Portable Brick Oven and Earthen Oven Building!
Last weekend I took two oven building classes and my mind if all a buzz with dreams of building my own someday. Both classes were full day, hands on, and we left having actually built an oven. See pictures below:
The first class was on Saturday out in Soldier’s Grove at the house of a now good friend of the Folk School. There were about 10 of us in the class with some people coming from several hours away! We started with a palette of firebricks, some insulating bricks, cinderblocks, and some leveling sand and in an hour we had a functioning and really attractive brick oven! The teacher asked that I not share pictures of the oven design online so you’ll just have to trust me that it was really neat looking and that the process of building it really didn’t take too long at all. After we built the over we lit a fire and then had a baking class. Once the oven was hot enough we pulled the fire out and bake some naan, pitas, and… ::drum roll:: PIZZA! They took no time to bake and were quite delicious. I can imagine it would be amazing having one of these in your backyard where you can light a fire in the afternoon, gather all your veggies from the garden, make some dough, and have pizza for dinner. The question on everyone’s mind—why is it called a portable brick oven—has such a simple answer that it didn’t occur to me. Of course the oven isn’t portable but the bricks certainly are because there is no mortar involved so it can be relocated, rebuilt, and redesigned to the owners delight!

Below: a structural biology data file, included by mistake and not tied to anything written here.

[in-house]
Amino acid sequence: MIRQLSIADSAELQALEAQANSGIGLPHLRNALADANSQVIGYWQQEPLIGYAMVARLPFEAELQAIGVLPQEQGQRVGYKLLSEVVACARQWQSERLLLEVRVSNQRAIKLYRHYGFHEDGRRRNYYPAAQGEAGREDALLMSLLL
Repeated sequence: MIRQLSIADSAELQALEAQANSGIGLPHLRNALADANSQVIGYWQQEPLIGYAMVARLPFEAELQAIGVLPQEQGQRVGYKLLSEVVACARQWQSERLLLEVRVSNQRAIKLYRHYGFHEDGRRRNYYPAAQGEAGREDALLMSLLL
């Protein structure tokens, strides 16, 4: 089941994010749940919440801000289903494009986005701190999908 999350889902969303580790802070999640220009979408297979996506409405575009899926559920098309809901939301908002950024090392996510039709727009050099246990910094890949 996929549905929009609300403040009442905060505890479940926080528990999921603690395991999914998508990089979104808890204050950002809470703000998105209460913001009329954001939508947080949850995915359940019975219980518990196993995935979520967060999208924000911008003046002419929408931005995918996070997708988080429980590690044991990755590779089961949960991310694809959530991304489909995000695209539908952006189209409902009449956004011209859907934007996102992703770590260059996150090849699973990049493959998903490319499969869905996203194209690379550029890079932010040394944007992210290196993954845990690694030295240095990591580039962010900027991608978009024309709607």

The earthen oven class, in my opinion, was a lot more fun because we got super dirty and used mostly natural and local materials. Because it is such a popular class it filled on Sunday and another section was opened on Monday so that all the work/studys (and our new friend Randy!) could take the class as well. Class was held at the farm where two of the work/studys are living which is nice because it is a cool way of giving back to the community that supports us because they’ll have the oven for years to come. It’s not totally free for them but it sure beats using the woodstove inside to bake on a hot summer day so it’s definitely worth it! To make an earthen oven all you need is clay, straw, sand, some fire bricks, water, tarps, and nice level (preferable raised) place to put it. The bricks are really the only thing that cost money and I’m sure there are ways of getting around that! I won’t explain the whole process because I wouldn’t be able to do it any justice but I highly recommend building an earthen ANYTHING someday. It’s really fun to mix the materials with your feet and it’s definitely a great activity to do with kids. I dream of using natural building materials to build my house in the future and the folk school is making that dream feel more and more attainable.